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Archive for August, 2007

Warning!Savlon poisoning scare

Thursday, August 30th, 2007

Thousands of tubes and bottles of Savlon have been taken off shelves after animal rights activists claimed to have poisoned them. High street shops, including Boots and Superdrug, acted after a hardline group claimed to have tampered with more than 250 items containing the antiseptic. The Animal Rights Militia did not say how they had been damaged but it recently claimed to have injected bleach into products in France.

Tesco said it had temporarily withdrawn Savlon and would be working closely with police before it was put back on sale. The extremists said they had also targeted “other well-known stores” as part of a continuing campaign against the animal testing laboratory Huntingdon Life Sciences.

Pharmacists urged to check NHS Choices data

Thursday, August 30th, 2007

PRimage has learnt that pharmacy representatives have advised pharmacists to check that information about their pharmacies on the NHS Choices website is correct or risk losing out when release two of the Electronic Prescription Service begins later this year.

Which? warning over ‘poor’ eye tests

Thursday, August 30th, 2007

Following on from the announcement earlier this week for prescribing powers for opticians, Judy Viitanen was interested to learn that according to the Consumers Association, some eye tests lead to inaccurate prescriptions which could cause health problems. Seven out of 36 prescriptions given to Which? researchers were wrong and could cause headaches and blurred vision. And 17 of 39 eye checks were either poor or very poor in quality, the consumer group found.

Pseudoephedrine: MHRA introduce tighter controls

Wednesday, August 29th, 2007

The MHRA have just announced that pseudoephedrine and ephedrine contained in nasal decongestants in cold and flu remedies are to have tighter controls. This follows a public consultation initiated by the MHRA as there has been an increasing concern about the potential for pseudoephedrine and ephedrine to be extracted from over-the-counter (OTC) medicines and used in the illegal manufacture of methylamphetamine (crystal meth).

Judy Viitanen and the PRimage team, along with many interested stakeholders from the pharmacy profession and OTC industry, have been awaiting this announcement from the MHRA. The MHRA news release is detailed below:

Nasal decongestants get new sales restrictions

The Medicines and Healthcare Products Regulatory Agency (MHRA) has announced today that pseudoephedrine and ephedrine contained in nasal decongestants in cold and flu remedies are to have tighter controls. This follows a public consultation initiated by the MHRA as there has been an increasing concern about the potential for pseudoephedrine and ephedrine to be extracted from over-the-counter (OTC) medicines and used in the illegal manufacture of methylamphetamine (crystal meth).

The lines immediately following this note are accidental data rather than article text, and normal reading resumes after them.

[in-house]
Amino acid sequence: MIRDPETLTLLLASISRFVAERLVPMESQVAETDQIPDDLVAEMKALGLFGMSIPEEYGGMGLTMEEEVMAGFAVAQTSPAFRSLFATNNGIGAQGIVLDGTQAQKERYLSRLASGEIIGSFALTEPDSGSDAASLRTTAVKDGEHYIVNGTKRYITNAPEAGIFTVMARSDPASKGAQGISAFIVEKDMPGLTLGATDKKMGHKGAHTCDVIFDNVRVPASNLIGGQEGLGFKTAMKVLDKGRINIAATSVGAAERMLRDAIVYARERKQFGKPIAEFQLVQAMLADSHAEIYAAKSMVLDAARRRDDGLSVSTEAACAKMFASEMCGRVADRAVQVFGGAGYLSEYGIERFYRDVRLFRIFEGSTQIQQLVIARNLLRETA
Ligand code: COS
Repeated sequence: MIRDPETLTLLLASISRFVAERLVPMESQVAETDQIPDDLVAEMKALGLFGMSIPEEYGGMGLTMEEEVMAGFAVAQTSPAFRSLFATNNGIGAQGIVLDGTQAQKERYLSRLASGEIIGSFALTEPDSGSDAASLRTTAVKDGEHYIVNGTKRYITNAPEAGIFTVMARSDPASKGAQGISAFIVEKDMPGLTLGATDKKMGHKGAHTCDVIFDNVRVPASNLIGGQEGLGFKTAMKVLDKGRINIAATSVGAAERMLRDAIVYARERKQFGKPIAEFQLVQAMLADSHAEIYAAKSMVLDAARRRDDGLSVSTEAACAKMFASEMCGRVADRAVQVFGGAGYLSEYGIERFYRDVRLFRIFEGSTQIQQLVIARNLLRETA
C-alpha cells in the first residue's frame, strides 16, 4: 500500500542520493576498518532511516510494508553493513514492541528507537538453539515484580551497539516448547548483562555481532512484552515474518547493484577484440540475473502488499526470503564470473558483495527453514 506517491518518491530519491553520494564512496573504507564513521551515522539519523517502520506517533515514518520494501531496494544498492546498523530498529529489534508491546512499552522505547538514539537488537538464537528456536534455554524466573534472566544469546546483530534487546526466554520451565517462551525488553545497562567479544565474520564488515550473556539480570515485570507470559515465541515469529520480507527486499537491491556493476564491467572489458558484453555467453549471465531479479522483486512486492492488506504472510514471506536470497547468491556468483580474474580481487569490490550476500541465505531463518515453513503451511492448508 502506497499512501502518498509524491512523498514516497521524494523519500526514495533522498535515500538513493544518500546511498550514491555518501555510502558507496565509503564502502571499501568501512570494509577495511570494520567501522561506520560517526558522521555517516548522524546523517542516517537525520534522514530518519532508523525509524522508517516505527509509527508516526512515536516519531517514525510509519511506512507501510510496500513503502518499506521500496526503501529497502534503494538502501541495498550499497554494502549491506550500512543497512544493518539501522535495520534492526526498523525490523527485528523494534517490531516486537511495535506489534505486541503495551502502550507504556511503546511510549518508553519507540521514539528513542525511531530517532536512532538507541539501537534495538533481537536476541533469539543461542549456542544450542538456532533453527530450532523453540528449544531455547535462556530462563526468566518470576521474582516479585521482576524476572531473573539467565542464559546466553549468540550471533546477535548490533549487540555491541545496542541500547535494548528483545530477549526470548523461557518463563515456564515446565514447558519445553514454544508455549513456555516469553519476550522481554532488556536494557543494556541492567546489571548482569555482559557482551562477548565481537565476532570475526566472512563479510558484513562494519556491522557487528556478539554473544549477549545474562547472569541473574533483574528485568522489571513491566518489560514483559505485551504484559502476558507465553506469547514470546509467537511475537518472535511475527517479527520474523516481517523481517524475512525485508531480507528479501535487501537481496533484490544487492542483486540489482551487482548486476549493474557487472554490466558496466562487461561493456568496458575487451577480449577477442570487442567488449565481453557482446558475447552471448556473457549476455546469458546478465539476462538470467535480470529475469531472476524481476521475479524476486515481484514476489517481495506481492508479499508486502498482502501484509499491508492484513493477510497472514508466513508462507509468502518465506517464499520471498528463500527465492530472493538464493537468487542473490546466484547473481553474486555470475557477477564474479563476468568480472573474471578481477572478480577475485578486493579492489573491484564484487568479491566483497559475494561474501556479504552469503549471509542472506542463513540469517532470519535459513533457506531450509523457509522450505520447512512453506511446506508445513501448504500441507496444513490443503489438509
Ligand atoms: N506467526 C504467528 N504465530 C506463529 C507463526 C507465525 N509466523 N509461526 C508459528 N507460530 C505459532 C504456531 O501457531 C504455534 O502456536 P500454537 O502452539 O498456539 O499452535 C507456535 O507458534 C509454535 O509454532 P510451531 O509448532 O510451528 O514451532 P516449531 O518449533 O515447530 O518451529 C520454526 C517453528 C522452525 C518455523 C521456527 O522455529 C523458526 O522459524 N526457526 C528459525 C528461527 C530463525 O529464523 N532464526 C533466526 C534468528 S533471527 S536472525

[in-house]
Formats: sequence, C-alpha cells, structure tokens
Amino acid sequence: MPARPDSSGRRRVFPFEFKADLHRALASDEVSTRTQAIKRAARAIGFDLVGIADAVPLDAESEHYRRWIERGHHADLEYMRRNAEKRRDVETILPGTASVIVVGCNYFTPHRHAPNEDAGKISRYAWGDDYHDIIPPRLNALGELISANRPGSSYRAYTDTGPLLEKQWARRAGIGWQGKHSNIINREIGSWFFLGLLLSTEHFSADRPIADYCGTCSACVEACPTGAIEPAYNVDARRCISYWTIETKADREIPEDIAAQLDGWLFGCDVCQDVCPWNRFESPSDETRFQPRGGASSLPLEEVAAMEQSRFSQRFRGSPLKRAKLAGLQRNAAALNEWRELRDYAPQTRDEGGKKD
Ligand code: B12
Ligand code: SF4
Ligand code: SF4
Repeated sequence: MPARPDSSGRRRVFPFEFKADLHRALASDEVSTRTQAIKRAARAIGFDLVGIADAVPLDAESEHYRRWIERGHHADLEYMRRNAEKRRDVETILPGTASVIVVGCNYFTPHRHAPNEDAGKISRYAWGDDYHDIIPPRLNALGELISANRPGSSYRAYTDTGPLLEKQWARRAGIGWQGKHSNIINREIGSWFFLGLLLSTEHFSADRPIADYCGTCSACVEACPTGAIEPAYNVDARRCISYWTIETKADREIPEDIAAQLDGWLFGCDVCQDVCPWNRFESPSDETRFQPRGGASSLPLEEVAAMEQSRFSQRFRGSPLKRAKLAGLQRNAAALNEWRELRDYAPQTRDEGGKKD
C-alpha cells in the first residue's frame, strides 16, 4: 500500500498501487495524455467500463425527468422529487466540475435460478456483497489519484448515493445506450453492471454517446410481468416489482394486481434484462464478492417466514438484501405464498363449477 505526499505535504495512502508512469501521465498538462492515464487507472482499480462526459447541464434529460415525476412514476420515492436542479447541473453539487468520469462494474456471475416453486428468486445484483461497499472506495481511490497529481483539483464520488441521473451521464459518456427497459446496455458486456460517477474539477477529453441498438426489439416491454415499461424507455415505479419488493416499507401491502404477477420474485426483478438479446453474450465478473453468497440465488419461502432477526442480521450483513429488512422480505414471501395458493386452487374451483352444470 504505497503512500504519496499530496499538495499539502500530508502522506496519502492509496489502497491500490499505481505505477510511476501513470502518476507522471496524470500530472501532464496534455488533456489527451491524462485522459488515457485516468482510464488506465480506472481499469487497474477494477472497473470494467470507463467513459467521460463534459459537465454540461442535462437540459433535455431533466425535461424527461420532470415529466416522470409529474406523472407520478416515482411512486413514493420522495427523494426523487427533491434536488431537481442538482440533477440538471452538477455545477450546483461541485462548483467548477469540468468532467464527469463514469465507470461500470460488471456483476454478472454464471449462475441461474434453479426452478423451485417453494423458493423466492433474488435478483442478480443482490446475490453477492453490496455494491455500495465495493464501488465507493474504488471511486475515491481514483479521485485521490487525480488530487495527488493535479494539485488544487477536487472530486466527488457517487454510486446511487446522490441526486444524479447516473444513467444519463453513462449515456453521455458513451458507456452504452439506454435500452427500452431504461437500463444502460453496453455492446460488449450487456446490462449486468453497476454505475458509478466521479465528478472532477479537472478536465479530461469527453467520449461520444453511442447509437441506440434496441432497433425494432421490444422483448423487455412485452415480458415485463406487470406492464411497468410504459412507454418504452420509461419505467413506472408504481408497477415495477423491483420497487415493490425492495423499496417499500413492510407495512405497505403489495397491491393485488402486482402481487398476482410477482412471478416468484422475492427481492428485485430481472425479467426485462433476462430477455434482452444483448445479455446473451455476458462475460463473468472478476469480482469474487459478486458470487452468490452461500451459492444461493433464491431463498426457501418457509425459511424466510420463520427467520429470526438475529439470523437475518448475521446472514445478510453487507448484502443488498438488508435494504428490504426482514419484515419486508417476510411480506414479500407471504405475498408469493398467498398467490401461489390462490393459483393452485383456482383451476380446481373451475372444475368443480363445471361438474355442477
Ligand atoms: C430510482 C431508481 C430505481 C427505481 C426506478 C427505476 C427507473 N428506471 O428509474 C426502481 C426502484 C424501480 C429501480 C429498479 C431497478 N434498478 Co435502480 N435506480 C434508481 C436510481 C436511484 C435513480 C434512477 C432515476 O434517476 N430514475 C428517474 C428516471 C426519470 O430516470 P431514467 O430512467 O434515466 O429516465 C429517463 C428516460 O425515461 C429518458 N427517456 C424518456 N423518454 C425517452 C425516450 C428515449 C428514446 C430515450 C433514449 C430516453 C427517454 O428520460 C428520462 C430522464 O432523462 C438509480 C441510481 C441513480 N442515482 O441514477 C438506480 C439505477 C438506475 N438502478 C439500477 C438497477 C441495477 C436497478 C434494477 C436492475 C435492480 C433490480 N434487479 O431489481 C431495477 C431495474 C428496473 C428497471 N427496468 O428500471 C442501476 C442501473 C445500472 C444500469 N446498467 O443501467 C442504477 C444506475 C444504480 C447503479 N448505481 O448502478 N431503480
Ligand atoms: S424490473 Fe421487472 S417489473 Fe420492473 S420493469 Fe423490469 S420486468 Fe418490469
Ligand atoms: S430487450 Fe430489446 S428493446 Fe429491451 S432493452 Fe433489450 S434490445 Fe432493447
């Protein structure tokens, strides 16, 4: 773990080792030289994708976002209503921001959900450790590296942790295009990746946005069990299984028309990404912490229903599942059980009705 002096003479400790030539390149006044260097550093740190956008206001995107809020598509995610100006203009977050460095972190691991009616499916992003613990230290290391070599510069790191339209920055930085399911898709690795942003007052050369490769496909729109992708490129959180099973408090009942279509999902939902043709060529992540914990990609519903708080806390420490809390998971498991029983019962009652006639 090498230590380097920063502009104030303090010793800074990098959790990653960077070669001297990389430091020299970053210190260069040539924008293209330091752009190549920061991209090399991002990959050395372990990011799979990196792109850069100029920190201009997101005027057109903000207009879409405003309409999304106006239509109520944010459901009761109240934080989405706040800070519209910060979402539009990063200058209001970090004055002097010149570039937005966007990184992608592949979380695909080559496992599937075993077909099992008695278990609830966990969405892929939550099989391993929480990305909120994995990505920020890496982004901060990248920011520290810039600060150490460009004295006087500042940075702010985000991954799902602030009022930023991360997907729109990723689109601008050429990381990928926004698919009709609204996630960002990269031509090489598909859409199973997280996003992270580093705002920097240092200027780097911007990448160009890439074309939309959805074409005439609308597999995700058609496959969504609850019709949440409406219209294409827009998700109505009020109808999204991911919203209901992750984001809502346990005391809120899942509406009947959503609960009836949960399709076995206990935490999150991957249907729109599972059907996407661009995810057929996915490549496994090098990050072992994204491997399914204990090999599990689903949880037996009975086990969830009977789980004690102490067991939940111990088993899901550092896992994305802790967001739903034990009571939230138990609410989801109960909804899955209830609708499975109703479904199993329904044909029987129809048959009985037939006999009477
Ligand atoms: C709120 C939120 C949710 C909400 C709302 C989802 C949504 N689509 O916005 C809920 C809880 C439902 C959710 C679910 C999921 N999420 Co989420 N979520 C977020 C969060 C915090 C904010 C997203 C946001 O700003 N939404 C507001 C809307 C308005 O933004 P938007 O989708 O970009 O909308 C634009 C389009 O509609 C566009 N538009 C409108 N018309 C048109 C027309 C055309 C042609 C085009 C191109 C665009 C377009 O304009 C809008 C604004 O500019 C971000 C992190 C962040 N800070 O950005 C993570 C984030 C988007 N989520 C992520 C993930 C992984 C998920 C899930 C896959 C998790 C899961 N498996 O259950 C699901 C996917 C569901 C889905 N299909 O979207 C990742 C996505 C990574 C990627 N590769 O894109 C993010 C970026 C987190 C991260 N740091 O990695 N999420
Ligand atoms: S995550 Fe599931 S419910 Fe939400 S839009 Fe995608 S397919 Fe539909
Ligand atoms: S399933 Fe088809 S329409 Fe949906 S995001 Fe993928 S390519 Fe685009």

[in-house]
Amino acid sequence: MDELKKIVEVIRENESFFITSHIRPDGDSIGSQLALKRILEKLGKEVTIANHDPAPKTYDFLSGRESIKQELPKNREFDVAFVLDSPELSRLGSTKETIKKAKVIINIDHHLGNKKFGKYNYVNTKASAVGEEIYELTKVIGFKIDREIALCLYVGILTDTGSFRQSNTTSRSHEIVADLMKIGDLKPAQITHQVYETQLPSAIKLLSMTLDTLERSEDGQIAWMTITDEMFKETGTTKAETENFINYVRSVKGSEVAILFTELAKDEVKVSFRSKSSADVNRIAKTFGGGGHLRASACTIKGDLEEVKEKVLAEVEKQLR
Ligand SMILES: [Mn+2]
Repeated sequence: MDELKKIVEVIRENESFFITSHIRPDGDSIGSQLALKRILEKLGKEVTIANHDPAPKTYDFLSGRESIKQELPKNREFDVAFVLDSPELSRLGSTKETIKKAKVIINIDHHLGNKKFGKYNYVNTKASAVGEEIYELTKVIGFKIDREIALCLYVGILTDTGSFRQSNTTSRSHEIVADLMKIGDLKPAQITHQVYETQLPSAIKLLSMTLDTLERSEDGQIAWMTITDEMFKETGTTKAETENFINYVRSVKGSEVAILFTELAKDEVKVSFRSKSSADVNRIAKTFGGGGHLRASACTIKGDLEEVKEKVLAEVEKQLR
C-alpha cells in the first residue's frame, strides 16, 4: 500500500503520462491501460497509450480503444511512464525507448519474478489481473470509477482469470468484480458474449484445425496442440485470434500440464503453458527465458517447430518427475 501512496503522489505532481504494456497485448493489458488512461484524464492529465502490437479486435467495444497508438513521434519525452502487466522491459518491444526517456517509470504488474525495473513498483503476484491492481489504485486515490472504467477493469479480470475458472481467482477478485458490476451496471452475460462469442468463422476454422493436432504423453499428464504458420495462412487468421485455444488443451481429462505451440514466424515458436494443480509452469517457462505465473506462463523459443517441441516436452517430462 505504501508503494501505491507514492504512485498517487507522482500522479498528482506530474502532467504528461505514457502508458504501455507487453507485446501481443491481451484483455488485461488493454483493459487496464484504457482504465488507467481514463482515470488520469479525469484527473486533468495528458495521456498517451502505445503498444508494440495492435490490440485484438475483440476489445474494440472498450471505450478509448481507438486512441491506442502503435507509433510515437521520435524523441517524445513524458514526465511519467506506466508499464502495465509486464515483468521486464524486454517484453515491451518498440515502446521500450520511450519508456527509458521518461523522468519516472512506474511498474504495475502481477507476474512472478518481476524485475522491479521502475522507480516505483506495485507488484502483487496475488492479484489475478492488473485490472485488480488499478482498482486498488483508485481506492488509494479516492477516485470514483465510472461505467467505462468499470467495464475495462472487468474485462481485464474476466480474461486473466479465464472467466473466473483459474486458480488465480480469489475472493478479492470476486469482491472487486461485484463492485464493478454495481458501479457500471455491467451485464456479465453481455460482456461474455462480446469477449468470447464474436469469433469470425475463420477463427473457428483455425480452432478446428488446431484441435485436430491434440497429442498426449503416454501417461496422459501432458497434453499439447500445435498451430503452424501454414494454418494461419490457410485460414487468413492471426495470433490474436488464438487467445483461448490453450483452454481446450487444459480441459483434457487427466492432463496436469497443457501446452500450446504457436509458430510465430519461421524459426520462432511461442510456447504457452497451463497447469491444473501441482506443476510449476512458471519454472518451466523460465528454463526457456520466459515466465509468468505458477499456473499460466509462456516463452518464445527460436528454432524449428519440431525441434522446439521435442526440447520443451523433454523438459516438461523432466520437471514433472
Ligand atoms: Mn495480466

The MHRA received views from industry, other organisations and public bodies about the continuing availability of pseudoephedrine and ephedrine. The consultation ended on the 29 June 2007. The Commission on Human Medicines (CHM) considered the responses to the consultation and proposals from interested parties.

The Commission has recommended that large packs of pseudoephedrine and ephedrine will be replaced by smaller packs of 720mg (the equivalent of 12 tablets or capsules of 60 mg or 24 tablets or capsules of 30mg) and there will be a limit to one pack per customer. The Commission also recommended to the pharmacy professions that the sale should be carried out by a pharmacist.

An Expert Group of CHM is to be set up to advise on the practical aspects of the measures proposed. The impact of the strengthened pharmacy controls will be regularly monitored and evaluated by this group. The group will also carry out a full review of all decongestants in this class, looking at the effectiveness and potential safety concerns of these medicines and their alternatives.

The legal status of products containing pseudoephedrine and ephedrine should be reclassified from pharmacy only to prescription only (POM) in 24 months time (2009) or earlier if necessary, unless the risk of the misuse of these OTC medicines in the illicit manufacture of methylamphetamine is contained by the measures outlined.

Dr. June Raine, Director of Vigilance and Risk Management of Medicines at the MHRA, said “The MHRA is introducing these measures to protect the public health following concern that was highlighted during the consultation process. All stakeholders will be working together to ensure the controls are effective. The Expert Group will be carrying out a continuous programme to monitor the situation.”

PRimage comment: